• In December 2011, an episode of the show “The Good Wife” aired named “Bitcoin for Dummies.” The hype around Bitcoin built up again. By early January, 2012, BTC’s price was above $7.
  • On February 11th, 2012, the online payment service, Paxum, dropped support for Bitcoin. Shortly after, the exchange named TradeHill started selling all of its Bitcoin. By February 16th, Bitcoin’s price was down to $4.20.
  • In the period between June and August of 2012, the price steadily grew from around $5 to $13.50.

  • In April 2013, the Republic of Cyprus announced that all bank accounts with over $100,000 would incur heavy taxes later in the year. Seeking to avoid these taxes, many individuals bought huge amounts of Bitcoin, which contributed to a spike in price from $90 to $230 on August 9th. 7 days later, on August 16, BTC was down to $68.
  • In November 2013, China announced that citizens were free to buy and sell Bitcoin. The price rally that followed culminated on December 6th when Bitcoin’s price hit $1,147.
  • On December 5th, 2013, China forbid financial institutions in the country from using Bitcoin. Bitcoin’s price went as low as $520 on December 18th.
  • The Chinese ban on banks using Bitcoin and the closing of Mt. Gox were the main events of 2013. During 2013, Bitcoin’s price slowly fell and on December 31st of 2014, it was $313.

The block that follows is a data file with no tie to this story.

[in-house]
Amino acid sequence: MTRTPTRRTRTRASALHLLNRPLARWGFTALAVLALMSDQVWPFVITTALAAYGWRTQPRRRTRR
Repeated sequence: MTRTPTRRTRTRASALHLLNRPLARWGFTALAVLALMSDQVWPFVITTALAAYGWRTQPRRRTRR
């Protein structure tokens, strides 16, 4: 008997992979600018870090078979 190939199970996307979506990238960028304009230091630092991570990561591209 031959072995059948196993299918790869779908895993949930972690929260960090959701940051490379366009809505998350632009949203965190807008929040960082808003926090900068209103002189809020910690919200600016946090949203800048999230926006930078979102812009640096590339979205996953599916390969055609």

• On January 4th, 2015 the popular exchange, Bitstamp, was hacked and 18,866 BTC were stolen. By January 14th, Bitcoin’s price was down to $177.
     

    Source: coindesk.com

In June 2016, the price of Bitcoin rose from $440 to $760. Correction followed with BTC’s price going down to $552 on August 2nd, 2016. In 2017, BTC steadily increased. With the hard forks of Bitcoin Cash and Bitcoin Gold adding momentum, the news that financial market CME planned to launch Bitcoin futures, and increasing media coverage, large numbers of new investors came into the market. On December 16th the price of 1 BTC went above $19,000.

With rumors and speculation about South Korea and China banning usage of cryptocurrencies, Bitcoin entered its next correction; Bitcoin’s price crashed all the way down to $6,000 in February of 2018.
 

 Source: coindesk.com
 

With an objective perspective and access to historical events, it’s easy to see that huge price jumps and dramatic falls are Bitcoin’s usual pattern. Soon after the price reaches a new peak, a correction is always looming on the horizon.

But how can anyone be sure there will be a next peak for Bitcoin? Is it possible that Bitcoin can’t go any higher than $20,000?

There will always be people willing to buy and sell Bitcoin - even if it is illegal.

Has Bitcoin Reached its Peak?